Regardless of dynamic mode, the Cielo’s steering is fast geared and delivers keen front end responses. Lateral grip is huge but, like its coupe sister, this MC20 happy to tweak and trim its cornering line in response to small throttle inputs. In tighter turns the rear axle can be pushed to the edge of breakaway, even slightly beyond it, without the MC20 turning snappy or feeling ill-tempered. But the overwhelming impression is one of high-speed stability, the Cielo happy to cruise at the sort of velocities that can only be legally experienced on the German Autobahn. The cabin feels surprisingly snug and well insulated with the roof raised, too.

    Maserati admits that the Cielo is likely to make up half of MC20 sales, leaving me wondering what reason the other half of potential customers might have for sticking with the coupe. Yes, a fixed roof is a purer choice for a sports car, but beyond the slight increase in mass the Cielo doesn’t seem to lose anything compared to the coupe—well, apart from the predictable need to dig deeper. Pricing for the Cielo hasn’t been confirmed, but we can safely predict that Maserati will extract a substantial premium over the $217,000 being asked for the coupe. If you’ve got the money then, given free choice, you’d almost certainly choose to pay it.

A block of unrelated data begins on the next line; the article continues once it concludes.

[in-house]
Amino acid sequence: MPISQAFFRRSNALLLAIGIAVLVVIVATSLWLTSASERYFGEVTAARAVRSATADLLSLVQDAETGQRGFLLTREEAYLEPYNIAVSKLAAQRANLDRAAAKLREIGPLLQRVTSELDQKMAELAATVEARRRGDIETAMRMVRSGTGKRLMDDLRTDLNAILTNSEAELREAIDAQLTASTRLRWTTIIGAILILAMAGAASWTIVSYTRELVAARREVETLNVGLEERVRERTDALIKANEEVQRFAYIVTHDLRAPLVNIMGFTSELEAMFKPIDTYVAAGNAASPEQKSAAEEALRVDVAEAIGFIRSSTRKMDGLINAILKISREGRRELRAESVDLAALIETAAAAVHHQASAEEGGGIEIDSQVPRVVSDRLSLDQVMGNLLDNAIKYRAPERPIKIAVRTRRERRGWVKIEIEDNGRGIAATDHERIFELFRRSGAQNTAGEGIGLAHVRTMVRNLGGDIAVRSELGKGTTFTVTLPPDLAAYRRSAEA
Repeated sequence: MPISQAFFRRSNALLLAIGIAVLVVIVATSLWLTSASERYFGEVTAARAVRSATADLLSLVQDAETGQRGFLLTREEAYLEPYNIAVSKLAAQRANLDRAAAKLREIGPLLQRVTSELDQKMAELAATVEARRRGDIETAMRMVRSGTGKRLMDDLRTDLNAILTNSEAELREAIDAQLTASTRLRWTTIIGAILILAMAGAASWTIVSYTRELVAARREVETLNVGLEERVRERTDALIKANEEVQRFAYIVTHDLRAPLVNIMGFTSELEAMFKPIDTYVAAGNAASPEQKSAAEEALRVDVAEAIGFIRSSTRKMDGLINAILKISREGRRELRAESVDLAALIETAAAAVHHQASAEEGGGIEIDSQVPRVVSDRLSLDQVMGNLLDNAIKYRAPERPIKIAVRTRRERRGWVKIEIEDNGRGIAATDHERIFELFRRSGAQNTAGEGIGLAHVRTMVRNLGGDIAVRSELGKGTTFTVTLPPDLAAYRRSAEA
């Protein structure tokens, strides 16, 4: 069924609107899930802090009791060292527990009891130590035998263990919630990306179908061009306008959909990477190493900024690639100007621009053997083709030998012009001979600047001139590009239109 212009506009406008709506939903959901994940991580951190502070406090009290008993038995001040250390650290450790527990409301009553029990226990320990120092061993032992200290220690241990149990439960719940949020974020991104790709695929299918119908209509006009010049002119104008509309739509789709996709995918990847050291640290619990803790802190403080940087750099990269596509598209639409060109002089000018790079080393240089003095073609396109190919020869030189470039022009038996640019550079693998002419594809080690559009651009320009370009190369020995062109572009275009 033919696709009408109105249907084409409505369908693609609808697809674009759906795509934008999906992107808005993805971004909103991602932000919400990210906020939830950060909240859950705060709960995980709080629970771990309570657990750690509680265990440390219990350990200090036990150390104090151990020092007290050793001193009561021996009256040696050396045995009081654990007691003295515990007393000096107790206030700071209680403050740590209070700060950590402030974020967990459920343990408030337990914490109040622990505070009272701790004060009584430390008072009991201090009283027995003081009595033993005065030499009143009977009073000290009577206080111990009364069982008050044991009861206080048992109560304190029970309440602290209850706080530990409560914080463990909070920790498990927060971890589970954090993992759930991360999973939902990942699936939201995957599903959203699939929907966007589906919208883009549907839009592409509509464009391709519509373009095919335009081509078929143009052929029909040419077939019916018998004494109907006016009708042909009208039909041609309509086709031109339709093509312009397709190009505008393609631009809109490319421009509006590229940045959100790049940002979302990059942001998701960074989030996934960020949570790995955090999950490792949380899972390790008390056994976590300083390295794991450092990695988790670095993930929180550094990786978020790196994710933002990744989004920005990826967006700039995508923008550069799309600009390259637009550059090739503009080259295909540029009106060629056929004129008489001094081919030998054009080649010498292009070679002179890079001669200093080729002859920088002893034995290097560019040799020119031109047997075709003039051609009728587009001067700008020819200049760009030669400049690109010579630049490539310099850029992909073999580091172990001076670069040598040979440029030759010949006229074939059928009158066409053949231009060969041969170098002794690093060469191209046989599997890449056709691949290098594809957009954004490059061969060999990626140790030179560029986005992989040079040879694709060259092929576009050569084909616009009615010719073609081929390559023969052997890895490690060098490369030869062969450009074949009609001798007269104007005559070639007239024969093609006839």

Share your thoughts on Maserati, supercars, open-air driving, and how you feel about roadsters vs. coupes in the comments below.

    European Editor
    Mike Duff has been writing about the auto industry for two decades and calls the UK home, although he normally lives life on the road.